The Original Six component between these two ancient rivals gives it flavor, but the most fascinating aspect is the lack of familiarity these two teams have with one another.
The truncated 2013 season meant there were no interconference games this season. The Bruins and Blackhawks not only didn't play each other, but they had no common opponents.
The two teams last played each other Oct. 15, 2011, when the Bruins defeated the Blackhawks 3-2 in a shootout.
While both teams will have scouting reports and plenty of video to study, they don't know each other firsthand.
But once the feeling-out process ends—probably by the end of the first period of the first game—the matchups will take over. Here's a look at the key matchups that will determine the outcome of the series.
Some of the matchups may be direct confrontations on the ice, while others are more figurative, such as the battle between the two goalies or the strategic matchup between the coaching staffs.
Jonathan Toews and Patrice Bergeron are not only the two best all-around players on their teams, they are very similar in the way they play the game.
Both are responsible players who concentrate on defense and understand the importance of neutral-zone play. Toews is solid in the faceoff circle, while Bergeron is the best in the league at it.
Toews and Bergeron are both finalists for the Selke Award, the trophy that honors the league's best defensive forward.
Toews has a slight edge on Bergeron when it comes to offensive play, but he has not been at his best in the Stanley Cup playoffs. He has scored one goal through the first three rounds and will need to pick up his production in this series.
Bergeron has been a clutch postseason performer. He scored both the tying and winning goal in the seventh game (in overtime) in the miracle comeback against the Toronto Maple Leafs
He also assisted on an overtime goal in the conference semifinal against the New York Rangers and scored the winning goal in double overtime in the third game of the Eastern Conference Final against the Pittsburgh Penguins.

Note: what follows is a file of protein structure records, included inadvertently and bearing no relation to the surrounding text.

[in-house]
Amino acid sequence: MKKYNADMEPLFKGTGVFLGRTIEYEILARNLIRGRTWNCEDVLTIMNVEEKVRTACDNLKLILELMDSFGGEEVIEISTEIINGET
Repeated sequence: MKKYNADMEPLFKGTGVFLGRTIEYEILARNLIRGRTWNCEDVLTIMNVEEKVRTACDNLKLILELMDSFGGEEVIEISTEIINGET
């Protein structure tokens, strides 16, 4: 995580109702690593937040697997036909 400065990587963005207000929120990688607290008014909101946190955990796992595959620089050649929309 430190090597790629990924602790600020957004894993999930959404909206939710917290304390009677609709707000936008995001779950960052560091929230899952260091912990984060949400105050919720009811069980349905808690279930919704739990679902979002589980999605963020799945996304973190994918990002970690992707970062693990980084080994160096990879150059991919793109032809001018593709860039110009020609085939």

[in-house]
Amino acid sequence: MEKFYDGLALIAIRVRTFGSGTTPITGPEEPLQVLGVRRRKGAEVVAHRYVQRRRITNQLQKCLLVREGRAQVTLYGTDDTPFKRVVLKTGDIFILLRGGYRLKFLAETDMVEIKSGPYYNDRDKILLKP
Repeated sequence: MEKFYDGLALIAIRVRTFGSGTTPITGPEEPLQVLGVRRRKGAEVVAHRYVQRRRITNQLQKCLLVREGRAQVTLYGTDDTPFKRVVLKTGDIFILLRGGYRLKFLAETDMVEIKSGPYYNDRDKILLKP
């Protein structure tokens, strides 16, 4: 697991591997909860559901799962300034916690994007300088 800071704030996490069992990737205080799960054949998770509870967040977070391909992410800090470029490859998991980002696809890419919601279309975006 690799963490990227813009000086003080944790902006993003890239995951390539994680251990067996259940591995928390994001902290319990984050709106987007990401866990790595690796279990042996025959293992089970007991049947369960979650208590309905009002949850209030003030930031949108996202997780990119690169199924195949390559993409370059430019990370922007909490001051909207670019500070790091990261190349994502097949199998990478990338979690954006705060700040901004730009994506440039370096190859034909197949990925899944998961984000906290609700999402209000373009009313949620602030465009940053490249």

The Blackhawks earned their spot in the Stanley Cup Final when their top line of Toews, Patrick Kane and Bryan Bickell came through with seven points in the decisive fifth game against the Los Angeles Kings.
They are likely to see a lot of the Bruins' top defensive pair in Zdeno Chara and Dennis Seidenberg.
Those two dominated the Pittsburgh Penguins and shut down Sidney Crosby and Evgeni Malkin. Two years earlier, head coach Claude Julien used them almost exclusively in the Stanley Cup Final against Henrik and Daniel Sedin of the Vancouver Canucks.
While Chara and Seidenberg play tough, physical hockey, both are smart and skilled at taking the puck away and carrying it out of the offensive zone.
The quickness of Kane and Toews could cause problems, but Chara's ability to get his stick on the puck and break up offensive plays will be crucial in this series.
Corey Crawford had much to prove coming into the playoffs. He had played very well in the regular season, but his errors in last year's first-round playoff loss to the Phoenix Coyotes cost the Blackhawks dearly.
He allowed two soft overtime goals that paved the way for an ugly first-round loss.
Tuukka Rask had his own poor playoff nightmare to overcome. Rask's last playoff performance came in 2010, when the Bruins lost a conference semifinal series to the Philadelphia Flyers after building a 3-0 lead.
Rask backed up Tim Thomas the last two years and had not played in the postseason since then, but the loss to Philadelphia was a brutal memory.
Both goalies have tossed those past playoff failures aside. Crawford has a 1.74 goals against average, a .935 save percentage and one shutout in the postseason. Rask has a 1.75 GAA, a .943 save percentage and two shutouts.
Both teams expect stellar performances from their goalies.
The Bruins rate the edge when it comes to physical play over the Blackhawks. Boston ranked 10th in hits during the regular season while the Blackhawks were 30th.
Chicago has played a more physical game in the postseason, but the Bruins have outhit the Blackhawks 571-458.
Milan Lucic (three goals, 10 assists, plus-13) is the Bruins' signature hitter and most physical player. Lucic lit the fuse for the Bruins in their comeback against the Toronto Maple Leafs in the seventh game with his pounding presence and his play around the net.